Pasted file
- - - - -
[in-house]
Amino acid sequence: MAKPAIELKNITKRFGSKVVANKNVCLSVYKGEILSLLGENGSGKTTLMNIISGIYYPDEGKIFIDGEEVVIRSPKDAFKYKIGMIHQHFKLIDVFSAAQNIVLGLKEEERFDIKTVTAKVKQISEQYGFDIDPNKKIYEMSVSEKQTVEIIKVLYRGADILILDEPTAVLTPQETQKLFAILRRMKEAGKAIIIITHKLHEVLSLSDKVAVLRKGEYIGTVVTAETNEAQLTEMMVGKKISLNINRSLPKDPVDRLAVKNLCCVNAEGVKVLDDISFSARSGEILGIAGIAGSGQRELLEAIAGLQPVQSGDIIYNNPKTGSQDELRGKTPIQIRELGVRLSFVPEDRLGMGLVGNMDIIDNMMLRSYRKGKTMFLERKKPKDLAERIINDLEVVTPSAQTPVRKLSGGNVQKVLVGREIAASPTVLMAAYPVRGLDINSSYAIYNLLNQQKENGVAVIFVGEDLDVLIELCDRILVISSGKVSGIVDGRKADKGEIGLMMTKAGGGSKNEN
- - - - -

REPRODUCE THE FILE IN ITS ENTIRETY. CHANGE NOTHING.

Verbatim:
[in-house]
Amino acid sequence: MAKPAIELKNITKRFGSKVVANKNVCLSVYKGEILSLLGENGSGKTTLMNIISGIYYPDEGKIFIDGEEVVIRSPKDAFKYKIGMIHQHFKLIDVFSAAQNIVLGLKEEERFDIKTVTAKVKQISEQYGFDIDPNKKIYEMSVSEKQTVEIIKVLYRGADILILDEPTAVLTPQETQKLFAILRRMKEAGKAIIIITHKLHEVLSLSDKVAVLRKGEYIGTVVTAETNEAQLTEMMVGKKISLNINRSLPKDPVDRLAVKNLCCVNAEGVKVLDDISFSARSGEILGIAGIAGSGQRELLEAIAGLQPVQSGDIIYNNPKTGSQDELRGKTPIQIRELGVRLSFVPEDRLGMGLVGNMDIIDNMMLRSYRKGKTMFLERKKPKDLAERIINDLEVVTPSAQTPVRKLSGGNVQKVLVGREIAASPTVLMAAYPVRGLDINSSYAIYNLLNQQKENGVAVIFVGEDLDVLIELCDRILVISSGKVSGIVDGRKADKGEIGLMMTKAGGGSKNEN